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Natural Philosophy

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Chapter Summary

This chapter helps the reader to understand why Aristotle's philosophy maintained such a hold on his successors that he influenced even Copernicus in a fundamental way on his vision of the cosmos. The author follows the main outline of Markowski's monograph on natural philosophy at Cracow in the second half of the fifteenth century. In his account of Cracow philosophers on motion, Markowski shows that the doctrine of impetus and its application to the explanation of celestial motion were well known in Cracow circles in the 1490s. The chapter selects and summarizes the most relevant conclusions from the most important introductory books on natural philosophy at the University of Cracow in the 1490s. The most important fifteenth-century "commentary" on Aristotle's Physics in the form of questions was an anonymous collection dubbed by later scholars Quaestiones cracovienses super I-VIII libros Physicorum Aristotelis.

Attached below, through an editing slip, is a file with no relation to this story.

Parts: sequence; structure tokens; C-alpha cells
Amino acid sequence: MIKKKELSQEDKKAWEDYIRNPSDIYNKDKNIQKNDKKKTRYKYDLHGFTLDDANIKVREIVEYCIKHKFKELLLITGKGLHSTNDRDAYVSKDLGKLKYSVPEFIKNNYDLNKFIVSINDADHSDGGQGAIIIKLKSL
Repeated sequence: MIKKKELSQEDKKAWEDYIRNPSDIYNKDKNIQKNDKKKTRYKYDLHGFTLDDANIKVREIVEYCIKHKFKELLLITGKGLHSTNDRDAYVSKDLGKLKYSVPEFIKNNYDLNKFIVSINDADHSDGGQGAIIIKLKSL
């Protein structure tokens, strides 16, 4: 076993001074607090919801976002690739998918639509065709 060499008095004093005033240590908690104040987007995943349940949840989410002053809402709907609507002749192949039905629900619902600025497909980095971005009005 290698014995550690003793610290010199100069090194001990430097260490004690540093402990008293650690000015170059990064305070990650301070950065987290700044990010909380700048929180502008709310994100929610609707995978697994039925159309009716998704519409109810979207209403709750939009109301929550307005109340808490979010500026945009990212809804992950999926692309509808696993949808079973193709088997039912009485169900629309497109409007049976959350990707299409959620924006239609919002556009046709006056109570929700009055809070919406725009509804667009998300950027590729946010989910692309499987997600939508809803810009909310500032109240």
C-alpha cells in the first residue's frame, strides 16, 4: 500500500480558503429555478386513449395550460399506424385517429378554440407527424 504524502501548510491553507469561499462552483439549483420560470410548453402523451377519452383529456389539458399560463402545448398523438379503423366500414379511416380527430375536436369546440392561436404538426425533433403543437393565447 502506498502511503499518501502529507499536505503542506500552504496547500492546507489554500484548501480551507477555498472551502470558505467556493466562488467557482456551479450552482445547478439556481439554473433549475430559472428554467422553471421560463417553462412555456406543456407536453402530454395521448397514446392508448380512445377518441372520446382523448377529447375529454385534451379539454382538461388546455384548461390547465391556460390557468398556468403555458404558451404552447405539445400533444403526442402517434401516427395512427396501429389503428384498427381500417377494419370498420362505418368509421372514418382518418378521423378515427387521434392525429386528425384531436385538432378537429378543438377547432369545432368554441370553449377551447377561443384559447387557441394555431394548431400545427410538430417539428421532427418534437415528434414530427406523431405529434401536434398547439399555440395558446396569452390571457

Keywords: Aristotle; Copernicus; Markowski; natural philosophy; Quaestiones cracovienses; University of Cracow



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